Care and consistency key to discrimination findings about anti-Semitism

In the case of Kaplan v State of Victoria (No 8) [2023] FCA 1092, five Jewish former students at Melbourne’s Brighton Secondary College (College) received compensation of $435,000 after the Federal Court found they had been subjected to anti-Semitic bullying and harassment, and that the State of Victoria and the Principal of the College breached the Racial Discrimination Act 1975 (Cth) (Act) by failing to properly address anti-Semitism at the College. This case highlights the significant discrimination and child safety implications of a school’s failure to proactively address discriminatory bullying and harassment against its students on an individual and systemic level.

Background of the case

The applicants, five former students from the College, filed a claim against the State of Victoria, the Principal of the College, and two teachers from the College. The claim alleged:

  • contraventions of s 9(1) of the Act, which makes racial discrimination unlawful;
  • contraventions of s 18C of the Act, which makes it unlawful for a person to do an act that is reasonably likely, in all the circumstances, to offend, insult, humiliate or intimidate another person or a group of people because of the race, colour, national or ethnic origin of the person (anti vilification provisions); and
  • negligence.

In summary, the applicants alleged that:

  • they were subjected to anti-Semitic bullying and harassment by individuals and groups of students at the College between 2013 and 2020, including verbal taunts and physical attacks;
  • they were exposed to a considerable volume of offensive graffiti, namely hundreds of swastikas drawn in classrooms, books and across the school grounds;
  • the above conduct made them fearful for their safety at School;
  • despite repeated complaints, staff at the school failed to take action in response to the anti-Semitic conduct;
  • the College failed to prevent or take disciplinary action in relation to the anti-Semitic behaviour at the College;
  • unlike treatment of other vulnerable minority student groups, inadequate steps were taken by the Principal and others at the College to address treatment of the applicants and protect Jewish students;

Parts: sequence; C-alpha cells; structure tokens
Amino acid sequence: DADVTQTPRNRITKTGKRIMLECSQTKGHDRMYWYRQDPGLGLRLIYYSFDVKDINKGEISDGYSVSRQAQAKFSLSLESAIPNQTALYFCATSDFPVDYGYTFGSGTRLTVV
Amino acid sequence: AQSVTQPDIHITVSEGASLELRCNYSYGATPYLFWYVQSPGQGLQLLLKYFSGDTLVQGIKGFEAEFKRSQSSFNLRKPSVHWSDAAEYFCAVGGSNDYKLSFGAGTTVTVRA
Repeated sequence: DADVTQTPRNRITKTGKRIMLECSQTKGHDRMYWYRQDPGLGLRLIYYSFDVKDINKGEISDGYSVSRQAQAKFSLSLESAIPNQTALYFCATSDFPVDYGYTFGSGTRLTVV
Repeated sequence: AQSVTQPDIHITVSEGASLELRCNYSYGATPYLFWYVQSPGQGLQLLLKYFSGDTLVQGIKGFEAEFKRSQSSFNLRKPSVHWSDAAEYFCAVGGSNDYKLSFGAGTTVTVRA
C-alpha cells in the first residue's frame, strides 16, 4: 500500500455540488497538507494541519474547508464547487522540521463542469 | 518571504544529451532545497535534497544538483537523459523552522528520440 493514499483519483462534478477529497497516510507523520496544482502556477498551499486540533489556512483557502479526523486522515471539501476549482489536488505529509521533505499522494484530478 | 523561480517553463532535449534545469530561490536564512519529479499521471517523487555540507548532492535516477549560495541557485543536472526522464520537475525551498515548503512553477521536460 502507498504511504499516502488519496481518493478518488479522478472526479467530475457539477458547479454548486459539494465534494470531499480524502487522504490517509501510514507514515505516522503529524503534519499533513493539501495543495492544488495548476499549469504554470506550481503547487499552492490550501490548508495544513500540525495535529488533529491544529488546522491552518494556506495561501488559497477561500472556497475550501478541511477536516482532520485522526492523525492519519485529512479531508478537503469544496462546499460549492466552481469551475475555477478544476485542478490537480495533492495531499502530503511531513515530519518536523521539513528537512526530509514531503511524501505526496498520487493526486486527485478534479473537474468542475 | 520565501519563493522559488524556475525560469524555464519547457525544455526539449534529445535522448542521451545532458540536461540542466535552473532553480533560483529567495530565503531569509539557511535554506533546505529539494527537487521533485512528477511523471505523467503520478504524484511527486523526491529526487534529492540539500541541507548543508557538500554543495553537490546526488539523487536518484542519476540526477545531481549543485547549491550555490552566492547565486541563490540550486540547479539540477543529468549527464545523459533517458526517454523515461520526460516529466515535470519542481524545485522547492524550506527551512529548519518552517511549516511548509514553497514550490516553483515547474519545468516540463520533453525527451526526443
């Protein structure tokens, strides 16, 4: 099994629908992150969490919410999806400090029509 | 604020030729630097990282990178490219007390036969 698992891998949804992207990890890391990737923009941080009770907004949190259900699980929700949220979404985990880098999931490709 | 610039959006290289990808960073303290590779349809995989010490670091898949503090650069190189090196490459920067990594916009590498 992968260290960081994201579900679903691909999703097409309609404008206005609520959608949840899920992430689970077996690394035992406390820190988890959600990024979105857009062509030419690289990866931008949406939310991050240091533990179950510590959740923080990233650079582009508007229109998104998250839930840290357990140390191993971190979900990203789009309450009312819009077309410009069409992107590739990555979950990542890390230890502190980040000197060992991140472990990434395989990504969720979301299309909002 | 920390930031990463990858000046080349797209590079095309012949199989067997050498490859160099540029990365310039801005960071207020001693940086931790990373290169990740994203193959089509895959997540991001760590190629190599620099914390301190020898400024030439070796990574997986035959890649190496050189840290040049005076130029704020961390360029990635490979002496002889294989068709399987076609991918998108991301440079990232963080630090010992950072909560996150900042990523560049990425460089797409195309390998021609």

• the Principal and staff at the College failed to take proactive or systemic steps to discourage the graffiti, educate students about its impact on vulnerable groups of students, or facilitate behavioural changes at the College.

Finally, the applicants alleged that the Principal contravened the anti-vilification provisions of the Act in respect of at least one speech he gave to a full school assembly, where the applicants allege he made remarks that offended, insulted, humiliated or intimidated Jewish students and were offensive more generally to Jewish people.

Each of the five applicants left the school as a result of the above.

The decision by the Court

The Court upheld the applicants allegations in part, and found that State of Victoria was vicariously liable for the Principal’s failure to adequately respond to anti-Semitic bullying and harassment by students.

The applicants succeeded on some of their claims under section 9(1) of the Act and negligence claims. Specifically, the Court found that:

  • the Principal engaged in unlawful discrimination contrary to the Act against four students by his failure to:
    • take systemic and co-ordinated action to address anti-Semitic bullying and swastika graffiti at the College;
    • enforce the College’s policies on racial harassment.
  • another employee engaged in unlawful discrimination under section 9(1) of the Act against one applicant by greeting him in Hebrew in front of his class, despite being told that the conduct was unwelcome and singled the applicant out.

The Court accepted the applicants’ claim that the Principal failed to address anti-Semitic bullying and harassment in a systemic and proactive way using recognised and established approaches in Australian secondary schools and approaches that were used at the College for other vulnerable students.